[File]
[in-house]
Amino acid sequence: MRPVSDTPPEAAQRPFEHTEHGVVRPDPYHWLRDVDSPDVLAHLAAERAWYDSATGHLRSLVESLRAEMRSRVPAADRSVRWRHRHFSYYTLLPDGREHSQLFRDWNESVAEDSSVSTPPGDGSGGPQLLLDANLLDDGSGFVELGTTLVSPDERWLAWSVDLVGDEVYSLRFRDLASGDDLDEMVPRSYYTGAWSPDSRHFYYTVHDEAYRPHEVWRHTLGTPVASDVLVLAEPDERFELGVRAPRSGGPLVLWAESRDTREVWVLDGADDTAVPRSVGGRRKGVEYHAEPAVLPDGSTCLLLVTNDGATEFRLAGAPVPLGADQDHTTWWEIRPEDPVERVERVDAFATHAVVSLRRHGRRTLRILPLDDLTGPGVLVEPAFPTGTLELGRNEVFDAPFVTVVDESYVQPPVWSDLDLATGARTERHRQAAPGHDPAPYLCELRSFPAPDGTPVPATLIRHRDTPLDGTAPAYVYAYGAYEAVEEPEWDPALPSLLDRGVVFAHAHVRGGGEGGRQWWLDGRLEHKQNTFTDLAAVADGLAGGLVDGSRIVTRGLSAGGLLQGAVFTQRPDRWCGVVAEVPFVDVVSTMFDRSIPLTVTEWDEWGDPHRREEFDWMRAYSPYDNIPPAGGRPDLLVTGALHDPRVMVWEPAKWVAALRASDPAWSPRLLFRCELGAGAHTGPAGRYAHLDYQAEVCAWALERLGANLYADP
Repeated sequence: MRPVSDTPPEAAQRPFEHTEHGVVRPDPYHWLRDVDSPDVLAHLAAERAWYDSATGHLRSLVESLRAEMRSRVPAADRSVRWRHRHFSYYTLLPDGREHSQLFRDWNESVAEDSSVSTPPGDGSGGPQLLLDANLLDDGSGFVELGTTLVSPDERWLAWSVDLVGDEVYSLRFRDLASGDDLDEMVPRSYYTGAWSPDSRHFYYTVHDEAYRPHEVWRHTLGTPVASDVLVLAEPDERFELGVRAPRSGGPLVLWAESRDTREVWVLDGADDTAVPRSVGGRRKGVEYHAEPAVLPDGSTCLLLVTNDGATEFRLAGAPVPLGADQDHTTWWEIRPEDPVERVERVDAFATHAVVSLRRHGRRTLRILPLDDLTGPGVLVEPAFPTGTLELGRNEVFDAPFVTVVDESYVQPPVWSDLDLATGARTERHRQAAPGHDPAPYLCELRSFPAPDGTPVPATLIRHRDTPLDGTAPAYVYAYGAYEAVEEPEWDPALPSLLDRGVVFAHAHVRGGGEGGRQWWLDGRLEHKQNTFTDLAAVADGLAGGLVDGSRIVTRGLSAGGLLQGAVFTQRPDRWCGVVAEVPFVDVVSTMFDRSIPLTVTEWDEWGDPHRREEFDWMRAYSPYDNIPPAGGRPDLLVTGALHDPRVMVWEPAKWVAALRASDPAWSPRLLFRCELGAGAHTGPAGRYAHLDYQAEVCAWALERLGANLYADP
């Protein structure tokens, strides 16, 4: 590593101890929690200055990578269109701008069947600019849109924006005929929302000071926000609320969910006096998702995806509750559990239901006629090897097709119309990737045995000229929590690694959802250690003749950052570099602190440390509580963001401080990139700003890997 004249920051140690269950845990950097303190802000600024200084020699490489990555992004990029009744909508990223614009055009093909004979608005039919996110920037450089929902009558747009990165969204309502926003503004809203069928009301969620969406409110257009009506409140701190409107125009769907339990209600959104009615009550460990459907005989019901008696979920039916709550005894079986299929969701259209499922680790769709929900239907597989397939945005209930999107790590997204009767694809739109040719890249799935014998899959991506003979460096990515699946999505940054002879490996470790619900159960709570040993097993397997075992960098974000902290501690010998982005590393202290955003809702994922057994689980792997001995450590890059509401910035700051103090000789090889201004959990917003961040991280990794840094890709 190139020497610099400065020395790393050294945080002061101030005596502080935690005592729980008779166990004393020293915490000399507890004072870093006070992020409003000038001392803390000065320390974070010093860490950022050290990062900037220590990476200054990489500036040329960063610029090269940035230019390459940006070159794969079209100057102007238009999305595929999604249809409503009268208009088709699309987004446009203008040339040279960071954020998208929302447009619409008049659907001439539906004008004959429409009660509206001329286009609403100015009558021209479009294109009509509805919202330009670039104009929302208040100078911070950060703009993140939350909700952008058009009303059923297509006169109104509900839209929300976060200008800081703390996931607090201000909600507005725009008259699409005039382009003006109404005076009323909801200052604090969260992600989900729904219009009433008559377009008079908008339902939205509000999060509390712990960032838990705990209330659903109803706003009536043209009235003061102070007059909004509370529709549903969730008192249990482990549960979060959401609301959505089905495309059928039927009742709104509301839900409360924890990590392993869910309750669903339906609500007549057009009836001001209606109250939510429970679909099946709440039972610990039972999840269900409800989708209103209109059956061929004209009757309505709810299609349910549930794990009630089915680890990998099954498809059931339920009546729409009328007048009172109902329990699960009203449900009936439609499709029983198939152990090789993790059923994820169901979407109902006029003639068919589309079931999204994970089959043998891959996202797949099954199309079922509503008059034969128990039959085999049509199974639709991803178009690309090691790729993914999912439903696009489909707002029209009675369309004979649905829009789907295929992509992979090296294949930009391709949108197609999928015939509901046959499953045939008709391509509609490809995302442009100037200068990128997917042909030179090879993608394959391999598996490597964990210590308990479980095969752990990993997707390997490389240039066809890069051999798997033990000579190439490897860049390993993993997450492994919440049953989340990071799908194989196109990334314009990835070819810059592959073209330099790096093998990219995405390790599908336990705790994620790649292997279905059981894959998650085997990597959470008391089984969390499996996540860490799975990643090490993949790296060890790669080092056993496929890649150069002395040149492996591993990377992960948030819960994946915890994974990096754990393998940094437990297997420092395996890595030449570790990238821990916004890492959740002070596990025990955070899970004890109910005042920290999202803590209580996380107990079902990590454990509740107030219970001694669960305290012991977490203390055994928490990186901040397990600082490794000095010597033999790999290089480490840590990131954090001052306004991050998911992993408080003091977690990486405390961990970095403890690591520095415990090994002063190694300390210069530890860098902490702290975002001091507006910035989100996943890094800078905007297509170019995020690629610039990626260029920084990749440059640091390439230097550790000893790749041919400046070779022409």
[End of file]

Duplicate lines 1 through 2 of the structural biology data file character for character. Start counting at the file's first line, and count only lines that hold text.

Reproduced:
[in-house]
Amino acid sequence: MRPVSDTPPEAAQRPFEHTEHGVVRPDPYHWLRDVDSPDVLAHLAAERAWYDSATGHLRSLVESLRAEMRSRVPAADRSVRWRHRHFSYYTLLPDGREHSQLFRDWNESVAEDSSVSTPPGDGSGGPQLLLDANLLDDGSGFVELGTTLVSPDERWLAWSVDLVGDEVYSLRFRDLASGDDLDEMVPRSYYTGAWSPDSRHFYYTVHDEAYRPHEVWRHTLGTPVASDVLVLAEPDERFELGVRAPRSGGPLVLWAESRDTREVWVLDGADDTAVPRSVGGRRKGVEYHAEPAVLPDGSTCLLLVTNDGATEFRLAGAPVPLGADQDHTTWWEIRPEDPVERVERVDAFATHAVVSLRRHGRRTLRILPLDDLTGPGVLVEPAFPTGTLELGRNEVFDAPFVTVVDESYVQPPVWSDLDLATGARTERHRQAAPGHDPAPYLCELRSFPAPDGTPVPATLIRHRDTPLDGTAPAYVYAYGAYEAVEEPEWDPALPSLLDRGVVFAHAHVRGGGEGGRQWWLDGRLEHKQNTFTDLAAVADGLAGGLVDGSRIVTRGLSAGGLLQGAVFTQRPDRWCGVVAEVPFVDVVSTMFDRSIPLTVTEWDEWGDPHRREEFDWMRAYSPYDNIPPAGGRPDLLVTGALHDPRVMVWEPAKWVAALRASDPAWSPRLLFRCELGAGAHTGPAGRYAHLDYQAEVCAWALERLGANLYADP